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Should Caffeinated Drinks Come With Warning Labels?

By September 25, 2008 - 10:46am
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Some researchers at Johns Hopkins think those popular caffeinated drinks deserve a warning label.

According to a New York Times article, "the caffeine content of energy drinks varies from 50 milligrams to more than 500 milligrams per serving. A regular 12-ounce cola drink has about 35 milligrams of caffeine, and a 6-ounce cup of brewed coffee has 80 to 150 milligrams of caffeine.

Some energy drinks contain the caffeine equivalent of 14 cans of Coca-Cola, said Roland Griffiths, a professor of behavioral biology and one of the study authors."

To learn more, click here ... http://well.blogs.nytimes.com/2008/09/25/warning-labels-for-caffeinated-...

What do you think? Do these products need warning labels? Or is this more monitoring where consumers need to make their own decision?

Add a Comment2 Comments

Consumers need education more than regulation. So, I think it's important to provide enough information about the products so that consumers can make educated choices. I'm concerned about Government becoming too involved in our lives.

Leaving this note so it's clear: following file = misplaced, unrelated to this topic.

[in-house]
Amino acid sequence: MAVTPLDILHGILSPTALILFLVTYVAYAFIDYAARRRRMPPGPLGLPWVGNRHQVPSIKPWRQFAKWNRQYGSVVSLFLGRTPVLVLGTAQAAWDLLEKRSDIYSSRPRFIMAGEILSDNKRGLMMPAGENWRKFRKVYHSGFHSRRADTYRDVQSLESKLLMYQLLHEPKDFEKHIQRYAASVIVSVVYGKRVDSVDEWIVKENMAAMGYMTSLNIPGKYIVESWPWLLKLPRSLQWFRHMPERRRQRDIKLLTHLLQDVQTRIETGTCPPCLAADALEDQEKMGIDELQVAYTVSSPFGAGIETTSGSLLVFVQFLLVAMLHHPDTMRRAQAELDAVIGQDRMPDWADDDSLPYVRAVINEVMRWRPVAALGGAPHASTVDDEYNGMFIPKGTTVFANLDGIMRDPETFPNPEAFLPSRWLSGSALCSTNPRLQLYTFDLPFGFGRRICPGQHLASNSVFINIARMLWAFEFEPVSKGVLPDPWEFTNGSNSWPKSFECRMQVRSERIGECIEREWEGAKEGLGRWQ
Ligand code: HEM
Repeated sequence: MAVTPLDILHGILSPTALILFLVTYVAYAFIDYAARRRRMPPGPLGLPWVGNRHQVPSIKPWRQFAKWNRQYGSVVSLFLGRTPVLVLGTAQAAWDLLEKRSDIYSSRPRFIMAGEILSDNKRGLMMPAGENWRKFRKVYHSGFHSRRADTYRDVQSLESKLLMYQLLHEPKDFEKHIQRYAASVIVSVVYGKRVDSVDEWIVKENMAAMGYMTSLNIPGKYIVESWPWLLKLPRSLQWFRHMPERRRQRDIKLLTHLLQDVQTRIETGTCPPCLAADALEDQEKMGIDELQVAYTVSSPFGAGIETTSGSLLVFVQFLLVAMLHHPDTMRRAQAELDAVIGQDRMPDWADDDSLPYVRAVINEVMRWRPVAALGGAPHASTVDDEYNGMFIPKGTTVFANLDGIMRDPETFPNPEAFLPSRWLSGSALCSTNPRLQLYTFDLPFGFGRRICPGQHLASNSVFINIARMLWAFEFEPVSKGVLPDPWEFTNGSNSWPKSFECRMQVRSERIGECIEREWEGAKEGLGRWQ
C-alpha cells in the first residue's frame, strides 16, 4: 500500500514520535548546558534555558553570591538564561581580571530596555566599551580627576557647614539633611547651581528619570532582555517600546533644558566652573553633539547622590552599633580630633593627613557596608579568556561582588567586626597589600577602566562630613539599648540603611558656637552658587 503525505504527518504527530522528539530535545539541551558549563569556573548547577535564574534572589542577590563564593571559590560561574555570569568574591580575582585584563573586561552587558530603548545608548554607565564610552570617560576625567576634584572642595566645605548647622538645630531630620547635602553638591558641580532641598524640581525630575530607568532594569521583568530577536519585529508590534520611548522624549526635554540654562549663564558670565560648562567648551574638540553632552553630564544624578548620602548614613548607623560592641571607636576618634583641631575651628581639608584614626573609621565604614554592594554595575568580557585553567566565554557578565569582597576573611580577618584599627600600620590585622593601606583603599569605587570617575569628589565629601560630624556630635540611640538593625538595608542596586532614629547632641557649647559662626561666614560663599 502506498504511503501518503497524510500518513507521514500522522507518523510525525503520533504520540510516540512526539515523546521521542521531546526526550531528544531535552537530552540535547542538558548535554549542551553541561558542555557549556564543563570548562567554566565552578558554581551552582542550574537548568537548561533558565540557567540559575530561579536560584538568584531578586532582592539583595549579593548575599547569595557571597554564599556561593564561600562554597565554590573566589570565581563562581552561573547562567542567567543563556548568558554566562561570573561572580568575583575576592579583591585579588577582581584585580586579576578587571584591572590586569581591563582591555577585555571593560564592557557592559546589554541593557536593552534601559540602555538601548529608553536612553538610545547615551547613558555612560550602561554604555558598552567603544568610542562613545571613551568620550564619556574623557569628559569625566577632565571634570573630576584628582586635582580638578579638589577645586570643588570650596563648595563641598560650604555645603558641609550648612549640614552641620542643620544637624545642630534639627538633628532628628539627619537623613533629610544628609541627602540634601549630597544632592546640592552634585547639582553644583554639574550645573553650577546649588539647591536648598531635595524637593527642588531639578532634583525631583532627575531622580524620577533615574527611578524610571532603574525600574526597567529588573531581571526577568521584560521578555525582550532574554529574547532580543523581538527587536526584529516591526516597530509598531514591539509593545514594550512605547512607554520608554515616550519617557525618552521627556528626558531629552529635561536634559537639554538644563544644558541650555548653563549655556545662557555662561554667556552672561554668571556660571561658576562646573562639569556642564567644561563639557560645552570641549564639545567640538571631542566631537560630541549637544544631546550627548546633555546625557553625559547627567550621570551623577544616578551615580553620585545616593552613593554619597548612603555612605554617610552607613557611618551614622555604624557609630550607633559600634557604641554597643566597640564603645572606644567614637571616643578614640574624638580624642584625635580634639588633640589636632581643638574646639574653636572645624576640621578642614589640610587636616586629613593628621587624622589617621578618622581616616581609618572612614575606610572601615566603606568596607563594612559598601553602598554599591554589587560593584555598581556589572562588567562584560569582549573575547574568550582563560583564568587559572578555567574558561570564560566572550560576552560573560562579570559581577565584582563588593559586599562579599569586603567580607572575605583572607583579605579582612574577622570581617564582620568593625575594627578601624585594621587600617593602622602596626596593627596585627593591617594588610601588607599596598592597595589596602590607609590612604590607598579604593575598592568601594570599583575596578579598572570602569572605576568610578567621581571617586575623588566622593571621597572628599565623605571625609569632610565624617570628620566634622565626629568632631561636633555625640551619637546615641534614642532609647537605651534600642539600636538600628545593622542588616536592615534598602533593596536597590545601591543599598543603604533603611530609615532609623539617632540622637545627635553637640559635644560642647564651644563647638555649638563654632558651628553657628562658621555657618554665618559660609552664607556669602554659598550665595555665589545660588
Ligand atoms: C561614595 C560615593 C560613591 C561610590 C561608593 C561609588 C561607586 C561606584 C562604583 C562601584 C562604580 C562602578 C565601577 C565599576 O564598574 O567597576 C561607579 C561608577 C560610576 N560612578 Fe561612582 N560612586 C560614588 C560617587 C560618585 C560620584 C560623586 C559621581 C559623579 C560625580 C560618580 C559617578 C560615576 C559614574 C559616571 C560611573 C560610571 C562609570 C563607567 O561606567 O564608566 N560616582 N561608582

September 25, 2008 - 7:26pm

I whole-heartedly think these drinks should come with a warning label, and from what I read and reported on last month (https://www.empowher.com/share/caffeine/caffeine-help-or-hinderance-rega...) the "magic number" for addiction (presence of withdrawal symptoms) to caffeine seems to be: 500 mg.

The Psychopharmacology journal (October 2004) included researchers who stated that caffeine addiction should be included as an addictive disorder, similar to other drug addictions.

I do not think every drink containing caffeine should contain a warning, but a drink that contains enough caffeine to cause potential for addiction (and think about drinking two or more of these drinks daily!!) should come with a warning that can: inform parents buying these drinks for their teenagers, as well as for college students drinking them to stay awake to study. (Other potential hazards include: using energy drinks as a mixer with alcohol and young children drinking them).

Obviously, more research needs to be done, but I'm glad they are talking about this, and hopefully trying to find ways to inform the public about the different "doses" of caffeine and their risks/side effects.

My bottom line: Most people believe that consuming food and drinks in moderation is a healthy/no harm way to live. I think consumers of these energy drinks should be asked what they think is "moderate" use, and if the collective response equals more than 500 mg of caffeine, a warning should be included so people can make informed choices on what is moderate use of these substances, and know the risks for withdrawal symptoms and side effects, both short term and long term.

September 25, 2008 - 1:50pm
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